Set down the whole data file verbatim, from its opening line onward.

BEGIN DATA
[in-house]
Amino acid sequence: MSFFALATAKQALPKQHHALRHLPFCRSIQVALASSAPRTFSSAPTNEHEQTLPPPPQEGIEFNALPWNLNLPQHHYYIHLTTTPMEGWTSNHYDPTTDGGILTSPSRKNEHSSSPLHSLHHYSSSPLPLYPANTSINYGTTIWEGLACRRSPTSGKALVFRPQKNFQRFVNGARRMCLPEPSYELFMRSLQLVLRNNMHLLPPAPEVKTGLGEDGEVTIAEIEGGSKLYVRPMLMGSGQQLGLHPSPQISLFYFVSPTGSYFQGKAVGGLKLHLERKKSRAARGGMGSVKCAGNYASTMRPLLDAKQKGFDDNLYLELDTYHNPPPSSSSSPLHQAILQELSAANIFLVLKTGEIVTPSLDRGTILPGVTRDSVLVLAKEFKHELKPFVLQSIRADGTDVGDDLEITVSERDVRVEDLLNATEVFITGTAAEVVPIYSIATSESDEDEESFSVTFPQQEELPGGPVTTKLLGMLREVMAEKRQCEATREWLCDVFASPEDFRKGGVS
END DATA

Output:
[in-house]
Amino acid sequence: MSFFALATAKQALPKQHHALRHLPFCRSIQVALASSAPRTFSSAPTNEHEQTLPPPPQEGIEFNALPWNLNLPQHHYYIHLTTTPMEGWTSNHYDPTTDGGILTSPSRKNEHSSSPLHSLHHYSSSPLPLYPANTSINYGTTIWEGLACRRSPTSGKALVFRPQKNFQRFVNGARRMCLPEPSYELFMRSLQLVLRNNMHLLPPAPEVKTGLGEDGEVTIAEIEGGSKLYVRPMLMGSGQQLGLHPSPQISLFYFVSPTGSYFQGKAVGGLKLHLERKKSRAARGGMGSVKCAGNYASTMRPLLDAKQKGFDDNLYLELDTYHNPPPSSSSSPLHQAILQELSAANIFLVLKTGEIVTPSLDRGTILPGVTRDSVLVLAKEFKHELKPFVLQSIRADGTDVGDDLEITVSERDVRVEDLLNATEVFITGTAAEVVPIYSIATSESDEDEESFSVTFPQQEELPGGPVTTKLLGMLREVMAEKRQCEATREWLCDVFASPEDFRKGGVS